“I will typically discuss a complaint with a doctor privately, and ask him or her what happened without being accusatory,” he says. “I try to provide as much concrete and objective information as I can. The doctor needs to know that you are trying to help him or her succeed. That said, if something is clearly bad behavior, feedback should be direct and include a statement such as, ‘This is not how we behave in this practice.’”
At times, it may not be possible to discuss an emergent matter, such as during a code blue.
“However, I will often ask if anyone on the code team has any ideas or concerns before ending the code,” Dr. Nichols says. “Then after the critical time has passed, it is important to debrief and reconnect with the team, especially the less-experienced members who may have lingering concerns.”
For many employees, however, it is difficult to report disruptive behaviors. This is due to a fear of retaliation and the stigma associated with “blowing the whistle” on a colleague as well as a general reluctance to confront an intimidator.1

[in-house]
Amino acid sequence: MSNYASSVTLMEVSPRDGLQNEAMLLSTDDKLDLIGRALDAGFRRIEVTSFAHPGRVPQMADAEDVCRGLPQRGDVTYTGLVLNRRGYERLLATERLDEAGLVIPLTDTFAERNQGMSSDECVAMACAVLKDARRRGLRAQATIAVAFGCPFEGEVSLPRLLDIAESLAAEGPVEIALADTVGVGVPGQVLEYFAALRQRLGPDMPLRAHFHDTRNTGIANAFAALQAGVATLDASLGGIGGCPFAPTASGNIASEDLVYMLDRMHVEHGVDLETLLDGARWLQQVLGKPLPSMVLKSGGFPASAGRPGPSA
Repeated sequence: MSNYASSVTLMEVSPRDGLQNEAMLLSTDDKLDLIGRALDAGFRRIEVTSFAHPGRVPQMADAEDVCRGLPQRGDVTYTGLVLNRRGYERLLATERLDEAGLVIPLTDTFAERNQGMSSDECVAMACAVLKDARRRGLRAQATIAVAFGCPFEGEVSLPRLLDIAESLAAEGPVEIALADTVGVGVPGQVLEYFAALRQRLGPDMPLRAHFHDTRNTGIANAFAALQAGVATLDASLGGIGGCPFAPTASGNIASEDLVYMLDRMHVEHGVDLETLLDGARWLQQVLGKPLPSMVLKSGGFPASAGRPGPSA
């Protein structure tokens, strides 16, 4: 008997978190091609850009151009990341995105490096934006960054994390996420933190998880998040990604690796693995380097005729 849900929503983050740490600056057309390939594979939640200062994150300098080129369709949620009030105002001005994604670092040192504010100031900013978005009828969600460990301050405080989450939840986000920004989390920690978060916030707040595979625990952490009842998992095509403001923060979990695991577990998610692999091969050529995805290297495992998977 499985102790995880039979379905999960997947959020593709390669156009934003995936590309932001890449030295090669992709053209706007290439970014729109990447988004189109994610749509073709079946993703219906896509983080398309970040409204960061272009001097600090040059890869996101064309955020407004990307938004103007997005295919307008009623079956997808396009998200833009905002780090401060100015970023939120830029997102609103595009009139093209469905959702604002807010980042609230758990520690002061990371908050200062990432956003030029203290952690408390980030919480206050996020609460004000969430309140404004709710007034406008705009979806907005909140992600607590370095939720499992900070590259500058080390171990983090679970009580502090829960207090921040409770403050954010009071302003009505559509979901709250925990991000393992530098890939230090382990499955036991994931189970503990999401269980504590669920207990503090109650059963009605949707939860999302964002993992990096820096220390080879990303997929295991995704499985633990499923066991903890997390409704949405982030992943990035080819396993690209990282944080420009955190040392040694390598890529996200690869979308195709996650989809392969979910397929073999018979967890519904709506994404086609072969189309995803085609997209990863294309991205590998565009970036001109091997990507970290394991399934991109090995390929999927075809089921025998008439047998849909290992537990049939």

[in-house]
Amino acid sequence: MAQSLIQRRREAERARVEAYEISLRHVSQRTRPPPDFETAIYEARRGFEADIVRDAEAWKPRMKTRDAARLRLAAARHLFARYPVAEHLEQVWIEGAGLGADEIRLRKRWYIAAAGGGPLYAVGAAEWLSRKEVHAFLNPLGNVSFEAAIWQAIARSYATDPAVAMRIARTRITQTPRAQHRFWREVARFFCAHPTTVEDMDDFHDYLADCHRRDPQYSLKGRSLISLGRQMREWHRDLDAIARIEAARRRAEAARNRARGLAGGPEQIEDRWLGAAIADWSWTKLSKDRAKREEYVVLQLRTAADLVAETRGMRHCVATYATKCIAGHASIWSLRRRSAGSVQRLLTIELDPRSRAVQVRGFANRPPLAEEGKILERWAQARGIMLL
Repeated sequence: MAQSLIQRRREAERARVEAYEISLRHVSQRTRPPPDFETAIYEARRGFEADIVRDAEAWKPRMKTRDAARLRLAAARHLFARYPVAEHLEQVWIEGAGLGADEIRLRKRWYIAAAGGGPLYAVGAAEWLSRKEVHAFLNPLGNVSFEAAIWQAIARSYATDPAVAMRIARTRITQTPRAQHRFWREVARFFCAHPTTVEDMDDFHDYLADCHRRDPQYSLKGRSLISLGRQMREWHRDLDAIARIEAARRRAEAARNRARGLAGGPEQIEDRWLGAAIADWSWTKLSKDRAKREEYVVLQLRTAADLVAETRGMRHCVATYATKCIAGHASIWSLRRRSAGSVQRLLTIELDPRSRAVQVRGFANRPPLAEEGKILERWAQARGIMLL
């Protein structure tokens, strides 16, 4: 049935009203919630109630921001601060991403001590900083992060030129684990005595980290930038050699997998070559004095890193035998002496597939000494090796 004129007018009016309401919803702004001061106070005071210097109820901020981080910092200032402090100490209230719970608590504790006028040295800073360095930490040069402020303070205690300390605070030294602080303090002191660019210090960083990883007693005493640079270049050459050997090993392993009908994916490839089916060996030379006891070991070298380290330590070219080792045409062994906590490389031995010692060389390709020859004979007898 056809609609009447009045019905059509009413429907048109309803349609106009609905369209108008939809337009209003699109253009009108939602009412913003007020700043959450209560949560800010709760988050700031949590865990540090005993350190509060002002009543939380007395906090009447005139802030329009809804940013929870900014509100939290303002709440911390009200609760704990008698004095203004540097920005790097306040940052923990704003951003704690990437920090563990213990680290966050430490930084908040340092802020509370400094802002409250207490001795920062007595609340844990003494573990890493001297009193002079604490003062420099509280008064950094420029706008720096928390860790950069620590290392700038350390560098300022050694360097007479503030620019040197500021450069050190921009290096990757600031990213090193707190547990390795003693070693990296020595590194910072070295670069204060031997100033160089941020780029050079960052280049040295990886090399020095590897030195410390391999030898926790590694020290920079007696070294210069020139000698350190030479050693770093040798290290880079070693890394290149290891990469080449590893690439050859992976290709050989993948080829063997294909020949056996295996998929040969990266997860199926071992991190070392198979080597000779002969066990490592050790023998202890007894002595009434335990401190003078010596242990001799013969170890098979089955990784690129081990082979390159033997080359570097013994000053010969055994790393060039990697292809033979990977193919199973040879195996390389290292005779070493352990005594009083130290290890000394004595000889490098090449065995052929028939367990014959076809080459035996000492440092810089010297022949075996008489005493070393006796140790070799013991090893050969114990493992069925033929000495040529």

If an employee cannot muster the courage to confront a disruptive coworker or if the issue isn’t resolved by talking with the difficult individual, an employee should be a good citizen and report bad behavior to the appropriate hospital authority in a timely manner, says A. Kevin Troutman, Esq., a partner at Fisher Phillips in Houston and a former healthcare human resources executive.
Hospitals accredited by The Joint Commission are required to create a code of conduct that defines disruptive and inappropriate behaviors. In addition, leaders must create and implement a process for managing these behaviors.1
Helping Difficult Doctors
After a physician or another employee has been called out for bad behavior, steps need to be taken to correct the problem. Robert Fuller, Esq., an attorney with Nelson Hardiman, LLP, in Los Angeles, has found a positive-oriented intervention called “the 3-Ds”—which stands for diagnose, design, and do—that has been a successful tool for achieving positive change. The strategy involves a supervisor and employee mutually developing a worksheet to diagnose the problem. Next, they design a remediation and improvement plan. Finally, they implement the plan and specify dates to achieve certain milestones. Coworkers should be informed of the plan and be urged to support it.